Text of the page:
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Many quick changes in the weather this weekend

Posted by David Epstein  January 24, 2014 07:50 AM

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There are so many maps available to meteorologists today there really isn’t enough time to review them all. Many are model driven; others are built from current data. One of the interesting maps this morning covers the continental United States. This map shows over 80% of the country is under the freezing mark this morning and over 50% is under 20°F. Map from WeatherBELL Analytics LLC.
USA right now.png

This has been a cold winter for much of the Country and will, unless something very dramatic happens, end up colder than the long-term averages for the December through February time period. Those 90 days are considered meteorological winter as they are the coldest 3 months of the year.

This week and the upcoming couple of weeks will continue to be cold. There are signs the next wave of cold air could push into the Deep South further than the previous cold outbreaks which could further hurt early crops across parts of the Gulf Coast.
polar vortex.jpg

Forecasters and growers will need to monitor exactly where the cold air pushes, but the core of the cold will likely stay just west of New England as it has done all winter. The map below shows how much above and below temperatures will be January 29th through February 2nd. Notice the core of the purple (lowest temperatures) is west of New England.

Patterns tend to lock in place during winter and this year we have seen multiple arctic outbreaks in the United States. There have been some days and even week long periods which are, by some accounts, the coldest since the late 1970s or 80s! While it can be tempting to draw conclusions about climate variability, from what seems like an unusual winter, there is nothing scientifically valid about using this winter as proof of any change or lack of change to the climate.
29th January.jpg
The next few days
Here in New England, it’s cold again as the arctic air is firmly entrenched across the region. However, there are some hopeful signs on the horizon. Today is going to be a cold and blustery day. Actual air temperatures are a few degrees less cold than yesterday. Where I live in metro west it’s 6°F while yesterday at the same time it was 1°F. Although we are starting slightly higher this morning, temperatures will rise higher than the 22°F of Thursday afternoon and will likely be 5 or 6 degrees colder. When you add in the wind today, it’s one of the colder feeling afternoons of the winter.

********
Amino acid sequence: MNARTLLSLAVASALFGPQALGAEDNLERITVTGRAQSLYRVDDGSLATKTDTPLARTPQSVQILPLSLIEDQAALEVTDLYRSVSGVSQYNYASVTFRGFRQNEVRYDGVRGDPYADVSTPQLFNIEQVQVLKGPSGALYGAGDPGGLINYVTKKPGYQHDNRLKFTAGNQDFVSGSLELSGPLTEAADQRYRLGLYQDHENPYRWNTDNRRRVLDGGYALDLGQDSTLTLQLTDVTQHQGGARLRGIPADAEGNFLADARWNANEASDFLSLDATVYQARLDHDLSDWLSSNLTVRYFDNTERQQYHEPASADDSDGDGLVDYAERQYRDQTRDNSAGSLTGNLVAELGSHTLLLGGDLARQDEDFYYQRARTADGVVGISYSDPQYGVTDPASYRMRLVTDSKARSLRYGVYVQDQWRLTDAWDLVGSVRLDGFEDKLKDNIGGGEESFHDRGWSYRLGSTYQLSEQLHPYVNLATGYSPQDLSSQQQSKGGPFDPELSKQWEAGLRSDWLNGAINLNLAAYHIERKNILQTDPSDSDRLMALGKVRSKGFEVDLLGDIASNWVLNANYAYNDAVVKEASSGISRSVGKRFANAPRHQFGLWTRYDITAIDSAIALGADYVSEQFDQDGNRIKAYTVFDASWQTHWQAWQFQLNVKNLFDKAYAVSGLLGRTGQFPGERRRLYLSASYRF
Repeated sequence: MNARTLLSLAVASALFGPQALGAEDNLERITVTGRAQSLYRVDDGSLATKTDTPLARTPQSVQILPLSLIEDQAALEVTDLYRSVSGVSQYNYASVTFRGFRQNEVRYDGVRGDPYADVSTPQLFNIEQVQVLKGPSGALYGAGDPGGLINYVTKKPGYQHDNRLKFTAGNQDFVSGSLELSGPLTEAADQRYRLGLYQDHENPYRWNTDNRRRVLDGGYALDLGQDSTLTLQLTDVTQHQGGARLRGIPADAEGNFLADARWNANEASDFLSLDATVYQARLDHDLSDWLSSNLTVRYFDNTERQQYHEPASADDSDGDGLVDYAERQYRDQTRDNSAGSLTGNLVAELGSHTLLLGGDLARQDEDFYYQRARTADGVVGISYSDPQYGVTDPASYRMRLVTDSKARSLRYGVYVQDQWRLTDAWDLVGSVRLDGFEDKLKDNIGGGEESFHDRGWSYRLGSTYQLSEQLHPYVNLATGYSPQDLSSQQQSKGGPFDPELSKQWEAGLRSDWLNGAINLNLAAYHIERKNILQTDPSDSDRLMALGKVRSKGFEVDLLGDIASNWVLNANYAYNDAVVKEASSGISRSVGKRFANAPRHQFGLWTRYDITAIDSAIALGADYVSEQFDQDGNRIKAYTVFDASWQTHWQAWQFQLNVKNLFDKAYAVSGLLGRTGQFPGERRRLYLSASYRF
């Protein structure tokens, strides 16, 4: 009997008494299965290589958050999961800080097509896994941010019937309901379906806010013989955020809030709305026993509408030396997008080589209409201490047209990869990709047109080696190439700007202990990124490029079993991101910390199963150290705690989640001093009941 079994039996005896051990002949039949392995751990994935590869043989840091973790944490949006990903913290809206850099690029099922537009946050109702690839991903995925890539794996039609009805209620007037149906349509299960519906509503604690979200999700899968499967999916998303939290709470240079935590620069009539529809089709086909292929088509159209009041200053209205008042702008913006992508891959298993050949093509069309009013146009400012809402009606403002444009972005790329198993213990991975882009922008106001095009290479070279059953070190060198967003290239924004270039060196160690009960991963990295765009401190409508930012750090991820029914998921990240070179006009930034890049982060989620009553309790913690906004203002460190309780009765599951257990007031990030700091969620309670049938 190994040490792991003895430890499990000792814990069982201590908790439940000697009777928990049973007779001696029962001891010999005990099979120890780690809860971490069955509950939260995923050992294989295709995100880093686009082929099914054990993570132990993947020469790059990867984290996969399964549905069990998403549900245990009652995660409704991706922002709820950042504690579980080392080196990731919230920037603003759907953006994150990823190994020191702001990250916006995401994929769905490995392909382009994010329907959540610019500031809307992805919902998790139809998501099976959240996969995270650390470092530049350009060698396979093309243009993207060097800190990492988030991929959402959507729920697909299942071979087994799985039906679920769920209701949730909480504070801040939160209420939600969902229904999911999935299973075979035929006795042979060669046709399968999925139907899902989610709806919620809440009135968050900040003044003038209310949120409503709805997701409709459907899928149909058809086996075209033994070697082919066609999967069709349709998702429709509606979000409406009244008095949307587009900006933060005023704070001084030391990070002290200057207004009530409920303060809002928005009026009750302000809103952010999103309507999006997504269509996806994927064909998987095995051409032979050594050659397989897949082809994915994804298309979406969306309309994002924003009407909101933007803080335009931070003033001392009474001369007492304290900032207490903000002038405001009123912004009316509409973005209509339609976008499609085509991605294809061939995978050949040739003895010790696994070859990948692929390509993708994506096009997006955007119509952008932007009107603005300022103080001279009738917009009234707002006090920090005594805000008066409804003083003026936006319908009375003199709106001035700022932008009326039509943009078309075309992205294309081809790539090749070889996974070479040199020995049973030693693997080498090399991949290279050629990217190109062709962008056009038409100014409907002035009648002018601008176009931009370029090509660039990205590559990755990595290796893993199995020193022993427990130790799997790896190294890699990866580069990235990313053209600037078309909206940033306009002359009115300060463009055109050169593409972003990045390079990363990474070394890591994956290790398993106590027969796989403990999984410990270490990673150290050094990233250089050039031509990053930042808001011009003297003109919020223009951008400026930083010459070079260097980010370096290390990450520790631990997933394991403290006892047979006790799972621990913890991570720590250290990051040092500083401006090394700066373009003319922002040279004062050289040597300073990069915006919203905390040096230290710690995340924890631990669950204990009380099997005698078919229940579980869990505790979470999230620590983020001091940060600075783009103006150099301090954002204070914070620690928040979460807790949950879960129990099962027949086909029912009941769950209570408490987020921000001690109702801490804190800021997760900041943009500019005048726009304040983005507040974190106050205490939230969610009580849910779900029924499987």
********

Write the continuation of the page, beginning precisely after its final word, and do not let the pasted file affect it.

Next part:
Overnight tonight will see an increase in clouds and very late at night, as milder air flows into the region, the temperature may actually rise a few degrees off the coldest point.
You have probably heard the word snow in the forecast for Saturday. I didn’t bother creating a snow map, because nearly everyone could see a heavy coating up to 2 inches of snow tomorrow through tomorrow evening. Across some of the higher terrain and in Berkshire County, there might be a 3 inch amount possible.

New England will spend much of the day with a southerly flow of air containing more moisture than our dry arctic air of late. At the same time, a new push of cold will be heading south and east. As these air masses collide over the region, snow showers and even snow squalls will break out.

The timing of this set-up is such that you could see snow just about anytime from sunrise through about 11 PM Saturday but, the most likely time for the snow will be in the afternoon and first part of the evening.

I am not expecting another Saturday surprise snow event for two reasons. First, and most importantly, I am putting snow in the forecast and secondly, the situation is totally different atmospherically than last weekend. That said we could see a heavy coating up to 2 inches of snow from this situation. This means roads can become very slippery and travel impeded in areas receiving the heavier squalls. If you are traveling tomorrow, be aware for changing road conditions.

I'll update any changes I see on Twitter @growingwisdom. You can follow me there and ask any questions you may have.

On Sunday, arctic air returns as temperatures stay in the teens to near 20F. Another system brings a few more snow showers Sunday night and early Monday. While Monday will be seasonably cold, the rest of next week stays well below average for late January. You can see much of this pictorially below.
The weekend and next week.jpg

This blog is not written or edited by Boston.com or the Boston Globe.
The author is solely responsible for the content.

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About the author

David Epstein has been a professional meteorologist and horticulturalist for three decades. David spent 16 years at WCVB in Boston and currently freelances for WGME in Portland, ME. In 2006, More »
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